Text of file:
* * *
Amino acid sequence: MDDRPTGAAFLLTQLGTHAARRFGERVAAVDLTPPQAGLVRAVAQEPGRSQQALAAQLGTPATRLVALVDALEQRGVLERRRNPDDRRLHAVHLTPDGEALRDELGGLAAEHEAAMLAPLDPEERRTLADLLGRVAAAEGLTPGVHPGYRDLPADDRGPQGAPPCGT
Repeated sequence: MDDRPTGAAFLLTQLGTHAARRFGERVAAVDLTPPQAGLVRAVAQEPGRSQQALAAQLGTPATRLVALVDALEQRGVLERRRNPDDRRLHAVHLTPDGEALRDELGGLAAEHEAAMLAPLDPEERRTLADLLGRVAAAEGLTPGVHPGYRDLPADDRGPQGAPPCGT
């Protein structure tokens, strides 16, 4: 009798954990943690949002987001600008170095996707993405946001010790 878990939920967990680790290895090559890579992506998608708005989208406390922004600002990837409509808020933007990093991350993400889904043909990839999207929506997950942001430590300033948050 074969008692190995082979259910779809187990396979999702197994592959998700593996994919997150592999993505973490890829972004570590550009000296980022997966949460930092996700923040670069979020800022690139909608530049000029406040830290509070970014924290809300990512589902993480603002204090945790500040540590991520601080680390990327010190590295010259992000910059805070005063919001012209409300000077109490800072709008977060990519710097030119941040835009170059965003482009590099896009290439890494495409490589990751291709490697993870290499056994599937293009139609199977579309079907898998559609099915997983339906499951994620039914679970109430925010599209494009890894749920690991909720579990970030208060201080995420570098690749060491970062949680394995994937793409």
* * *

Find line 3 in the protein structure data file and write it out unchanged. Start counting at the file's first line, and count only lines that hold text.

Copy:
């Protein structure tokens, strides 16, 4: 009798954990943690949002987001600008170095996707993405946001010790 878990939920967990680790290895090559890579992506998608708005989208406390922004600002990837409509808020933007990093991350993400889904043909990839999207929506997950942001430590300033948050 074969008692190995082979259910779809187990396979999702197994592959998700593996994919997150592999993505973490890829972004570590550009000296980022997966949460930092996700923040670069979020800022690139909608530049000029406040830290509070970014924290809300990512589902993480603002204090945790500040540590991520601080680390990327010190590295010259992000910059805070005063919001012209409300000077109490800072709008977060990519710097030119941040835009170059965003482009590099896009290439890494495409490589990751291709490697993870290499056994599937293009139609199977579309079907898998559609099915997983339906499951994620039914679970109430925010599209494009890894749920690991909720579990970030208060201080995420570098690749060491970062949680394995994937793409």